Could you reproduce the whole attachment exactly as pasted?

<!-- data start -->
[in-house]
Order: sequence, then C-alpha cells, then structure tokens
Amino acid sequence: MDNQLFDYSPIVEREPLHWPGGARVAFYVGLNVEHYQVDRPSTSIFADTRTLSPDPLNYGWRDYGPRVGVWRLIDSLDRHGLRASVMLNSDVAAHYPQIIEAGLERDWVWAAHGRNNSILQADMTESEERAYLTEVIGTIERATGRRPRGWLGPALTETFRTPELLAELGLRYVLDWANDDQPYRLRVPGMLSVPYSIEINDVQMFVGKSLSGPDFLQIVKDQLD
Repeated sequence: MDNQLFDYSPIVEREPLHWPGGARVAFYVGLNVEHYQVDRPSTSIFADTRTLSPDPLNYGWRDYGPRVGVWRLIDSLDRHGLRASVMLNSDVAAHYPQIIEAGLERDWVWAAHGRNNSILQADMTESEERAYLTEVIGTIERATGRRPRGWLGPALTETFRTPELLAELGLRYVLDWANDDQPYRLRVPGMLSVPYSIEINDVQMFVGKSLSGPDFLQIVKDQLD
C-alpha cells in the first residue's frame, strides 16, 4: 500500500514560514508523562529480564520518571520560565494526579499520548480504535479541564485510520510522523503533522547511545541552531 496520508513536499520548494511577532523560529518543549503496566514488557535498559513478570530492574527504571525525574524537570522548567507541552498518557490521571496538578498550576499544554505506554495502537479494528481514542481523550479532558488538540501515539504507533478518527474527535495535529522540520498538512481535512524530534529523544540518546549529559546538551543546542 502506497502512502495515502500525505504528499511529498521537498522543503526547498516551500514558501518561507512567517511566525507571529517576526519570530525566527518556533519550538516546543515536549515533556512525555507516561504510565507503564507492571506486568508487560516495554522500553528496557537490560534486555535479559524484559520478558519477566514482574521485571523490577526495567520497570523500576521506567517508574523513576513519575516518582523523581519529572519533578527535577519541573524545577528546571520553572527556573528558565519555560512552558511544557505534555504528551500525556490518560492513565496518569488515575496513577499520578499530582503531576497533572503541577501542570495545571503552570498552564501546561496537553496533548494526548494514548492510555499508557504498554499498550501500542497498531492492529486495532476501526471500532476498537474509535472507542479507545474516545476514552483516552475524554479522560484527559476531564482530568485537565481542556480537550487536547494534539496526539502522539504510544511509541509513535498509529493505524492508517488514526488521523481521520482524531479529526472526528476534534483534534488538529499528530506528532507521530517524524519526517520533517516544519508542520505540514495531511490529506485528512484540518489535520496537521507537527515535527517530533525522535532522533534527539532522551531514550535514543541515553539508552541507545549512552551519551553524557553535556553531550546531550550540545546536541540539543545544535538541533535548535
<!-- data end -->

[in-house]
Order: sequence, then C-alpha cells, then structure tokens
Amino acid sequence: MDNQLFDYSPIVEREPLHWPGGARVAFYVGLNVEHYQVDRPSTSIFADTRTLSPDPLNYGWRDYGPRVGVWRLIDSLDRHGLRASVMLNSDVAAHYPQIIEAGLERDWVWAAHGRNNSILQADMTESEERAYLTEVIGTIERATGRRPRGWLGPALTETFRTPELLAELGLRYVLDWANDDQPYRLRVPGMLSVPYSIEINDVQMFVGKSLSGPDFLQIVKDQLD
Repeated sequence: MDNQLFDYSPIVEREPLHWPGGARVAFYVGLNVEHYQVDRPSTSIFADTRTLSPDPLNYGWRDYGPRVGVWRLIDSLDRHGLRASVMLNSDVAAHYPQIIEAGLERDWVWAAHGRNNSILQADMTESEERAYLTEVIGTIERATGRRPRGWLGPALTETFRTPELLAELGLRYVLDWANDDQPYRLRVPGMLSVPYSIEINDVQMFVGKSLSGPDFLQIVKDQLD
C-alpha cells in the first residue's frame, strides 16, 4: 500500500514560514508523562529480564520518571520560565494526579499520548480504535479541564485510520510522523503533522547511545541552531 496520508513536499520548494511577532523560529518543549503496566514488557535498559513478570530492574527504571525525574524537570522548567507541552498518557490521571496538578498550576499544554505506554495502537479494528481514542481523550479532558488538540501515539504507533478518527474527535495535529522540520498538512481535512524530534529523544540518546549529559546538551543546542 502506497502512502495515502500525505504528499511529498521537498522543503526547498516551500514558501518561507512567517511566525507571529517576526519570530525566527518556533519550538516546543515536549515533556512525555507516561504510565507503564507492571506486568508487560516495554522500553528496557537490560534486555535479559524484559520478558519477566514482574521485571523490577526495567520497570523500576521506567517508574523513576513519575516518582523523581519529572519533578527535577519541573524545577528546571520553572527556573528558565519555560512552558511544557505534555504528551500525556490518560492513565496518569488515575496513577499520578499530582503531576497533572503541577501542570495545571503552570498552564501546561496537553496533548494526548494514548492510555499508557504498554499498550501500542497498531492492529486495532476501526471500532476498537474509535472507542479507545474516545476514552483516552475524554479522560484527559476531564482530568485537565481542556480537550487536547494534539496526539502522539504510544511509541509513535498509529493505524492508517488514526488521523481521520482524531479529526472526528476534534483534534488538529499528530506528532507521530517524524519526517520533517516544519508542520505540514495531511490529506485528512484540518489535520496537521507537527515535527517530533525522535532522533534527539532522551531514550535514543541515553539508552541507545549512552551519551553524557553535556553531550546531550550540545546536541540539543545544535538541533535548535